VIRGINIA TECH

Va. Tech Shooting Survivors Launch Nonprofit to Provide Long-Term Care

VTVCare provides long-term, trauma-related care for the survivors and victims' families of mass shootings across the nation

NBC Universal, Inc.

More than a decade after the Virginia Tech mass shooting, survivors and victims’ families continue to take action to help others across the country.

Some survivors and victims’ loved ones launched VTVCare, a non-profit movement dedicated to supporting mass shooting survivors with long-term, trauma-related care.

“We know that’s a long journey. It doesn’t end a year or two after the shooting,” said Joe Samaha, the president of VTVCare. "There is a lot of mending to go on either physical or psychological.”

His daughter, Reema, was one of the 32 people killed in the Virginia Tech shooting.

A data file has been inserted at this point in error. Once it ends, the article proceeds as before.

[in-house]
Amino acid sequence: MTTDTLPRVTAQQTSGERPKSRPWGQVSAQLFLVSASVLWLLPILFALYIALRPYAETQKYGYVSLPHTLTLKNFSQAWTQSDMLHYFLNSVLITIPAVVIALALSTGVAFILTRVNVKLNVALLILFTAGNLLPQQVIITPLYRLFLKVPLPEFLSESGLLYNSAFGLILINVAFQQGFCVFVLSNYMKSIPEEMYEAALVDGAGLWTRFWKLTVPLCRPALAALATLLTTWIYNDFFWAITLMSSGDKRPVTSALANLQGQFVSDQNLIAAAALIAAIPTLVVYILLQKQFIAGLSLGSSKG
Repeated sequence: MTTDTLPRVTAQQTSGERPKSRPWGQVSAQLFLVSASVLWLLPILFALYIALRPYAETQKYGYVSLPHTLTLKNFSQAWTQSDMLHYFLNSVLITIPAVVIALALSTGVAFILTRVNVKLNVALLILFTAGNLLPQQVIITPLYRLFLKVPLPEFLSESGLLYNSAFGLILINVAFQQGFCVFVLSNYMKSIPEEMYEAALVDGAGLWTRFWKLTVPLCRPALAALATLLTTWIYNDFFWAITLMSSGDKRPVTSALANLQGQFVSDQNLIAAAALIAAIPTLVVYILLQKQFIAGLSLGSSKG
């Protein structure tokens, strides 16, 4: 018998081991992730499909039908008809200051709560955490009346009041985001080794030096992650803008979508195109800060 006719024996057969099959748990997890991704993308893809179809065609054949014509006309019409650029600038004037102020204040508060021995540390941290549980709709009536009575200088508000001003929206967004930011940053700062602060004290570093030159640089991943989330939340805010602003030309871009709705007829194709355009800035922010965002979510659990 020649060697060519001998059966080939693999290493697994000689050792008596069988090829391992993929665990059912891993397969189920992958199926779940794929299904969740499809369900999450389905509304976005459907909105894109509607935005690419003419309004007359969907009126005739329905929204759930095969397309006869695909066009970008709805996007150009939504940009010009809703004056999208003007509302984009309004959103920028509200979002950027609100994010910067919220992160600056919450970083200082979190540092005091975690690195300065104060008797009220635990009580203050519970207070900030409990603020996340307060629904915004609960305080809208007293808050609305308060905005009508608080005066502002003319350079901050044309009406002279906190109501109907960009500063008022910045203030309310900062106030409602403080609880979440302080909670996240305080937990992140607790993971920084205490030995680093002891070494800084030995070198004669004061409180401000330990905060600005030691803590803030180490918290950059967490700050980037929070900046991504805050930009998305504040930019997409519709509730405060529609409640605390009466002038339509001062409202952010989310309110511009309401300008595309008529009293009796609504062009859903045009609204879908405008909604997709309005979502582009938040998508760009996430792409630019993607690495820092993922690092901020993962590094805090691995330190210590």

Thanks to a fund set up by the state, Virginia Tech shooting survivors and victims’ families have always received reimbursements for counseling or care that wasn’t covered by insurance.

Now some of them want to offer similar long-term help to others across the country who’ve been impacted by mass shootings.

“It’s not only sympathy — its empathy,” Samaha said. “We have been there. It’s victim-to-victim care.”

Michael Morales is one of the first recipients of the financial assistance. He was wounded in the Pulse nightclub shooting in Orlando in 2016. His partner was killed.

“It has been like the most horrible thing any human being can experience because it’s something that changed your life completely,” Morales said.

Multiple leg surgeries have left Morales unable to return to work as a nurse. He’s currently going to graduate school, but expenses mounted.

“I felt like 5 years later no one is going to help me anymore,” Morales said.

But VTVCare has helped, giving him a grant to ease the financial strain.

The non-profit’s goal is to raise enough money to create a million-dollar endowment — a fund big enough to be able to provide at least $50,000 each year in help.

“It gives you a sense of, ‘I know how you feel, and I want to help you,’” Morales said. “That’s the feeling I received from Joe and the foundation.”

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